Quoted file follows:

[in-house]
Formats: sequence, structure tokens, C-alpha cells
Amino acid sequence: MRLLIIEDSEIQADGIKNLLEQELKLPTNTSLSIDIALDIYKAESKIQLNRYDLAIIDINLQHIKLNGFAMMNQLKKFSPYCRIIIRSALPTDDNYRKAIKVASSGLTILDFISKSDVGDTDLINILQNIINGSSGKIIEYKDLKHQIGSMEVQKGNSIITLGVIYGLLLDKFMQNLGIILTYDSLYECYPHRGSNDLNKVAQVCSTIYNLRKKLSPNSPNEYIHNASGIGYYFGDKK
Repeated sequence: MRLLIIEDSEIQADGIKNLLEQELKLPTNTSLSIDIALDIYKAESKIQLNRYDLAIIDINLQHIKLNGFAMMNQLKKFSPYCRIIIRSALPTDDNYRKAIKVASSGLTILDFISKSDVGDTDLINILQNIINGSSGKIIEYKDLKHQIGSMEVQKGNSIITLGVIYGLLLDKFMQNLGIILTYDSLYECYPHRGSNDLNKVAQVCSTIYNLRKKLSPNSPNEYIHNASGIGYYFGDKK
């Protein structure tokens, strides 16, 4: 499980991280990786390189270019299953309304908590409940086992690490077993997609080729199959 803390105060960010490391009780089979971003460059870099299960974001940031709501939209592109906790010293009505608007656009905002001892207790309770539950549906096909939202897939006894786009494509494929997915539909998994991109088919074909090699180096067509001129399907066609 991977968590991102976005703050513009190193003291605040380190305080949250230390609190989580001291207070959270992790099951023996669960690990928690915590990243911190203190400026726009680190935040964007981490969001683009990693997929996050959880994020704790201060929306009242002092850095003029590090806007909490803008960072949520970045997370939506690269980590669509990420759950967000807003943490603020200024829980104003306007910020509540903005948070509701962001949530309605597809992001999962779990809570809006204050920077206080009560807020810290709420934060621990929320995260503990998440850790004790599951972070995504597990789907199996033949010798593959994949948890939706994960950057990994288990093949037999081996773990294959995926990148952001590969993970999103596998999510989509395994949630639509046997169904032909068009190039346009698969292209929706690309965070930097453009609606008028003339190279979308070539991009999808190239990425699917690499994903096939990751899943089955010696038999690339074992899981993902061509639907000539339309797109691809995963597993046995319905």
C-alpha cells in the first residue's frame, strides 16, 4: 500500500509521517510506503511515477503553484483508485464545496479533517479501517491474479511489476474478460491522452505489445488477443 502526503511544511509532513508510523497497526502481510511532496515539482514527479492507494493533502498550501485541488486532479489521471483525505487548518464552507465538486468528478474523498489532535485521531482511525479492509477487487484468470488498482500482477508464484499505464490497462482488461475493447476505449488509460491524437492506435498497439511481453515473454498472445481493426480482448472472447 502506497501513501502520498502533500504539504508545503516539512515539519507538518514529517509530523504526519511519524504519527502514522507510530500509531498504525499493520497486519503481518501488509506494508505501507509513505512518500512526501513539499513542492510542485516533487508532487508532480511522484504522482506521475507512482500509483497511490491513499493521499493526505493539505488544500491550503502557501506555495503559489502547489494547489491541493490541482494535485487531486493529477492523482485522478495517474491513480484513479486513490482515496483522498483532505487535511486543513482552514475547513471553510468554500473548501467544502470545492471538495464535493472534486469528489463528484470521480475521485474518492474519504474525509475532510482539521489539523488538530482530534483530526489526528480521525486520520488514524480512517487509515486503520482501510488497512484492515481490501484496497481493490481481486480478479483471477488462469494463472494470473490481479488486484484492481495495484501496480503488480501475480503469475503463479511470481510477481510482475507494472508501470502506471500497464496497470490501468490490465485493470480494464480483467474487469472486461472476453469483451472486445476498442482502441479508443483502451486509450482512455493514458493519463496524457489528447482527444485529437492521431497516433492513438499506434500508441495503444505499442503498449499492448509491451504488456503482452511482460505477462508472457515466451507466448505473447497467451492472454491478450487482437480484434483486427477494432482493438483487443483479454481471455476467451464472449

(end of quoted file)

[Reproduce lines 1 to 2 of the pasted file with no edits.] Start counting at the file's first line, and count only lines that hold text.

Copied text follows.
[in-house]
Formats: sequence, structure tokens, C-alpha cells